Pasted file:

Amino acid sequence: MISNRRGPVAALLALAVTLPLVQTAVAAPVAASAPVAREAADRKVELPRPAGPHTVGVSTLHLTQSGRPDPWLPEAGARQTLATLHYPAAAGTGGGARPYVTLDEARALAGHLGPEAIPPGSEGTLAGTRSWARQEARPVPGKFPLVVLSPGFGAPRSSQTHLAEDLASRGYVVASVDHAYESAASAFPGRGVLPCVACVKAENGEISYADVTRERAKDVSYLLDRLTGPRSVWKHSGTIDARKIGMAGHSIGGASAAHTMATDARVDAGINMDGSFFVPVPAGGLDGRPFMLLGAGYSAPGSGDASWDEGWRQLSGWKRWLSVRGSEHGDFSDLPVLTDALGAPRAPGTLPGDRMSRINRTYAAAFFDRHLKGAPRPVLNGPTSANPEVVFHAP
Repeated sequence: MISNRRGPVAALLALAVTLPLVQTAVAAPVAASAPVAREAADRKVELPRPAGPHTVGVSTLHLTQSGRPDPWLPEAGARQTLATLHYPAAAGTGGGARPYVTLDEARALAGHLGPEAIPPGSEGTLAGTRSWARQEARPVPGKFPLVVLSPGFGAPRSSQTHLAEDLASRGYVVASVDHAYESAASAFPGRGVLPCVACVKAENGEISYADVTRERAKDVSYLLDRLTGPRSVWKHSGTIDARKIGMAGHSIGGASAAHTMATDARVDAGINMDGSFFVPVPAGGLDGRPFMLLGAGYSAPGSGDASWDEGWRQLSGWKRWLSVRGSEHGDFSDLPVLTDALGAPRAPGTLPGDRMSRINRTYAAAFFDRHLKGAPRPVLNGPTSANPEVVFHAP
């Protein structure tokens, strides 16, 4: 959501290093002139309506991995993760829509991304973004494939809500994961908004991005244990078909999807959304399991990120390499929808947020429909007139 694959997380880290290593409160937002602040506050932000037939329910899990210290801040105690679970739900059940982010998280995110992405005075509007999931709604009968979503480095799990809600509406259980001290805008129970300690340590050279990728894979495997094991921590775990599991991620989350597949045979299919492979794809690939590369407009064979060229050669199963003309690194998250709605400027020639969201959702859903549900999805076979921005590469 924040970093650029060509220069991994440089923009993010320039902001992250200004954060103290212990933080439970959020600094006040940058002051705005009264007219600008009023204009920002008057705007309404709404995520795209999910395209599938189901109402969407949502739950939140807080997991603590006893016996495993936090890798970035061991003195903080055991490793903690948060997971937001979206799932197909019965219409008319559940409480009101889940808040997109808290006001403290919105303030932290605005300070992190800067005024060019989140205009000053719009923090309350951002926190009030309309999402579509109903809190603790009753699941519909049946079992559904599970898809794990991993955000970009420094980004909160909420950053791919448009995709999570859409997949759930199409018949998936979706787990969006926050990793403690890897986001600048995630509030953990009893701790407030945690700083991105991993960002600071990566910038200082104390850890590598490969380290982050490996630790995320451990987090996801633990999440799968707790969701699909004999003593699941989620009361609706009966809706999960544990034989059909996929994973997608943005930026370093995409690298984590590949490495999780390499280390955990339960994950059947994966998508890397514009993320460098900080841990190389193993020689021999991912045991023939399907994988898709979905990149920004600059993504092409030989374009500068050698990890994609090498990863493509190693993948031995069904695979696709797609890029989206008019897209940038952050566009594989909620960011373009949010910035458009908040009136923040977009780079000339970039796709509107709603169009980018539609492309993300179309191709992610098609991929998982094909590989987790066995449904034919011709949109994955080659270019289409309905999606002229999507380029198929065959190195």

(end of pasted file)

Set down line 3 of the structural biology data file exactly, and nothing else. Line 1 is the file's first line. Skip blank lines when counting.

């Protein structure tokens, strides 16, 4: 959501290093002139309506991995993760829509991304973004494939809500994961908004991005244990078909999807959304399991990120390499929808947020429909007139 694959997380880290290593409160937002602040506050932000037939329910899990210290801040105690679970739900059940982010998280995110992405005075509007999931709604009968979503480095799990809600509406259980001290805008129970300690340590050279990728894979495997094991921590775990599991991620989350597949045979299919492979794809690939590369407009064979060229050669199963003309690194998250709605400027020639969201959702859903549900999805076979921005590469 924040970093650029060509220069991994440089923009993010320039902001992250200004954060103290212990933080439970959020600094006040940058002051705005009264007219600008009023204009920002008057705007309404709404995520795209999910395209599938189901109402969407949502739950939140807080997991603590006893016996495993936090890798970035061991003195903080055991490793903690948060997971937001979206799932197909019965219409008319559940409480009101889940808040997109808290006001403290919105303030932290605005300070992190800067005024060019989140205009000053719009923090309350951002926190009030309309999402579509109903809190603790009753699941519909049946079992559904599970898809794990991993955000970009420094980004909160909420950053791919448009995709999570859409997949759930199409018949998936979706787990969006926050990793403690890897986001600048995630509030953990009893701790407030945690700083991105991993960002600071990566910038200082104390850890590598490969380290982050490996630790995320451990987090996801633990999440799968707790969701699909004999003593699941989620009361609706009966809706999960544990034989059909996929994973997608943005930026370093995409690298984590590949490495999780390499280390955990339960994950059947994966998508890397514009993320460098900080841990190389193993020689021999991912045991023939399907994988898709979905990149920004600059993504092409030989374009500068050698990890994609090498990863493509190693993948031995069904695979696709797609890029989206008019897209940038952050566009594989909620960011373009949010910035458009908040009136923040977009780079000339970039796709509107709603169009980018539609492309993300179309191709992610098609991929998982094909590989987790066995449904034919011709949109994955080659270019289409309905999606002229999507380029198929065959190195």